On the show floor, the LG.Philips LCD/ Universal Display Corp. (UDC) flexible active-matrix OLED (AMOLED) attracted significant crowds. This 4-in. module was constructed using amorphous-silicon (a-Si) on a steel backplane and was exhibited as a wearable display on an armband [Fig. 2(a)]. Sony also drew significant attention with its paper (63.2) on a highly flexible 80-ppi OLED display driven using an organic TFT backplane on plastic. Videos of the display showed that it could be flexed considerably during operation, made possible through its all-organic construction [Fig. 2(b)].
Fig. 1: Sony's 27.3-in. OLED display is constructed by using a μ-Si backplane and a laser transfer process of small-molecule emitters.
On the polymer-LED side, during the author interviews, Toshiba-Matsushita Display Technology Co., Ltd. (paper 13.4) showed a 20.8-in. WXGA top-emitting display that incorporated a micro-patterned reflective layer to improve light extraction (Fig. 3). On the exhibit floor, Casio and Cambridge Display Technology (CDT) each exhibited a 6-in. low-temperature polysilicon (LTPS) based display, showing great color at an impressive 160 ppi, with printed polymer emitters.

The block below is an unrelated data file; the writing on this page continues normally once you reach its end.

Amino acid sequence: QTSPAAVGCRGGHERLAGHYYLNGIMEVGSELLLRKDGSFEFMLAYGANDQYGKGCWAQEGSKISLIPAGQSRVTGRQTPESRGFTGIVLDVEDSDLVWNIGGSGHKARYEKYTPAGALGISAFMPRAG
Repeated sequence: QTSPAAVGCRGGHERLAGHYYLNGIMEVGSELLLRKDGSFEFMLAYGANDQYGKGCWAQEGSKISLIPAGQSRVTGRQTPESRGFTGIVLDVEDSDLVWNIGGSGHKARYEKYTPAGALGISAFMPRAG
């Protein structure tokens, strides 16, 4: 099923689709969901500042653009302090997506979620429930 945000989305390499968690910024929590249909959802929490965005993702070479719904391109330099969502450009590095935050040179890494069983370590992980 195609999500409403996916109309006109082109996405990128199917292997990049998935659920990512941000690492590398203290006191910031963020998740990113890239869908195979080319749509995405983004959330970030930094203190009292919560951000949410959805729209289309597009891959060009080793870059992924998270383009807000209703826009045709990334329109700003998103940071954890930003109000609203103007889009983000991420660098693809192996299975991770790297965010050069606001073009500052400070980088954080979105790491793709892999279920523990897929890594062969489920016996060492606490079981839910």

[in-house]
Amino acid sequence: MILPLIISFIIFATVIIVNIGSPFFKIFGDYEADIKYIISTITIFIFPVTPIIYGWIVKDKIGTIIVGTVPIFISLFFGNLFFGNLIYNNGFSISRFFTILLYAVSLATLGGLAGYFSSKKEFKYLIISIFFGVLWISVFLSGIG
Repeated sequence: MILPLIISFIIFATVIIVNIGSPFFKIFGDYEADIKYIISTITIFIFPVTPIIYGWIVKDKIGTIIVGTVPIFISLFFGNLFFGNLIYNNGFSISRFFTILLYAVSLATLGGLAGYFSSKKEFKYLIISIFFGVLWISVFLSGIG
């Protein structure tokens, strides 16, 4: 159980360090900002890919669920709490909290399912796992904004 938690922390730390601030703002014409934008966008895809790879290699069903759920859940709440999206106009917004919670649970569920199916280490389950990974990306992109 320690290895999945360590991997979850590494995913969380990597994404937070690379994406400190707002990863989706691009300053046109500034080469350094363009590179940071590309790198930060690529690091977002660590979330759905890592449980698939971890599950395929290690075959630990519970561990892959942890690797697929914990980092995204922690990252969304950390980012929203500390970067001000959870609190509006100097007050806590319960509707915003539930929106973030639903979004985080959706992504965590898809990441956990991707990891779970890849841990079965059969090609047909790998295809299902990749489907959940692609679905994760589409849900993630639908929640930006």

While polymer-LED developers have tradi-tionally taken the position that they provide the only means for the cost-effective manufacture of OLED displays, several companies demonstrated innovative fabrication processes using small-molecule OLEDs.Kodak exhibited its newly developed Gen 5 small-molecule deposition head, which it claims cuts material utilization and improves throughput sufficiently well to cut fabrication costs by as much as 40% compared to a current Gen 4 tool. Samsung described its work on a Gen-4-compatible laser-transfer process; the Sony 27.3-in. OLED